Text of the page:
Phantosmia is a medical term that doctors use when someone smells something that isn’t present.
Phantosmia may also be described as the phantom scent or an auditory hallucination. The smells differ from person to person , but typically unpleasant, such as burned toast, metallic or chemical scents.
The nose is a problem such as sinusitis or disorders of the brain or nervous system like migraine stroke, schizophrenia, or migraine can trigger phantosmia.
The article below will will look into the possible causes as well as signs of phantosmia. We also discuss when to consult a physician, and how to distinguish phantosmia from other related disorders like parosmia.
What is Phantosmia?
Phantosmia can be a disorder that is connected to the sense of smell. It occurs when someone detects a scent that isn’t present.
The smell could only be visible only on one side of the nostril, or it could be affecting both nostrils.
Phantosmia is a relatively rare condition. It is a small percentage of 10-20 percent of the disorders that affect your sense of smell. Most of the time the phantosmia condition is not an issue to be concerned about and can be treated by itself.
But, phantosmia could be a sign of serious condition that is underlying, and patients should be sure to discuss the symptom with their physician.
Phantom smells can be pleasant, however people suffering from Phantosmia are more likely to report unpleasant, foul, or disgusting smells. They could be:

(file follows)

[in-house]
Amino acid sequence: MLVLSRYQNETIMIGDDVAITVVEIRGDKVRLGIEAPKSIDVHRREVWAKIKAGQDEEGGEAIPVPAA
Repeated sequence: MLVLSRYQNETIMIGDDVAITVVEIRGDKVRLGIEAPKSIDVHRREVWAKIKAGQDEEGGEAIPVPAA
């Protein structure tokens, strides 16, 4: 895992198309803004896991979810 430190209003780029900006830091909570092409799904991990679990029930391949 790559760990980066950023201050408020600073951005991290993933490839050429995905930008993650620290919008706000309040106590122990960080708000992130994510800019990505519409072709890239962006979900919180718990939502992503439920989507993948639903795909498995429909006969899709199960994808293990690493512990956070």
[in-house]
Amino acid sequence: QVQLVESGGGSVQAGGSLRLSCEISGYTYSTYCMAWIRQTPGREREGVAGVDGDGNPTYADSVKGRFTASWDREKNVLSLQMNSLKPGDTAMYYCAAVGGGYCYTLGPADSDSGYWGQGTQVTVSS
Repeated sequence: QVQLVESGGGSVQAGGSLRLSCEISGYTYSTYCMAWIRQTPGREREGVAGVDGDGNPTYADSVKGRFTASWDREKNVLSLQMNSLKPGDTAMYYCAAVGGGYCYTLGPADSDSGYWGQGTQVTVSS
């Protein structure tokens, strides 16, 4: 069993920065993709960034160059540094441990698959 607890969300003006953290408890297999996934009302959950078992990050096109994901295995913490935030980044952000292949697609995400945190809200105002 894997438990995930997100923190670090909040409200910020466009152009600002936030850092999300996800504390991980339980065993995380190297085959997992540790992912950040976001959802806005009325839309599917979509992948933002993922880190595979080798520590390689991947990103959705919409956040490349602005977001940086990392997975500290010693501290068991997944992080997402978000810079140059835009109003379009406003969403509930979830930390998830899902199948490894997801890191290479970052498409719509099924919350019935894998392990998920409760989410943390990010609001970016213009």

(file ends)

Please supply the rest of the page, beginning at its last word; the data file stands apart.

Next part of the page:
Toast that has burned
an odor of metallic or chemical
A smell that is rotting or unclean
an unpleasant smell that is stale, moldy or stale
It is often difficult for people to recognize the scent, or it could be a scent they’ve never experienced before.
Phantosmia is often a source of anxiety and could interfere with everyday life. It may affect a person’s perception of taste, which can lead to a decrease in eating habits and loss of weight.
The causes of phantosmia
People can experience phantom smells for a variety of reasons. They can be linked to the nose when the condition is called peripheral phantosmia or even to the brain, that is known as central phantosmia.
The nose (or nasal cavity) are among the most frequently reported for the development of disorders related to smell like the phantosmia. They include:
chronic sinus inflammations
The allergic rhinitis or hay fever
Non-allergic rhinitis is not a common occurrence.
Other times, phantom scents may be caused by difficulties with how the brain perceives the smell. This includes:
epilepsy or seizures
Trauma to the head
migraines, in which phantosmia may be an aura
If phantosmia is a result of nose problems, some people detect a stronger smell coming from one nostril than in the other. Anesthetic pads and saline rinses will often in reducing the smell.
If phantosmia is connected to the brain or the central nervous system the smells tend to be more pervasive. They may be evident during both the night and day and both nostrils more than just one can have the same smell.
Does it really an eerie smell?
In certain situations some people think they’re detecting a false smell, however, they could actually be experiencing a genuine but unanticipated smell.
The possible sources of unanticipated smells are: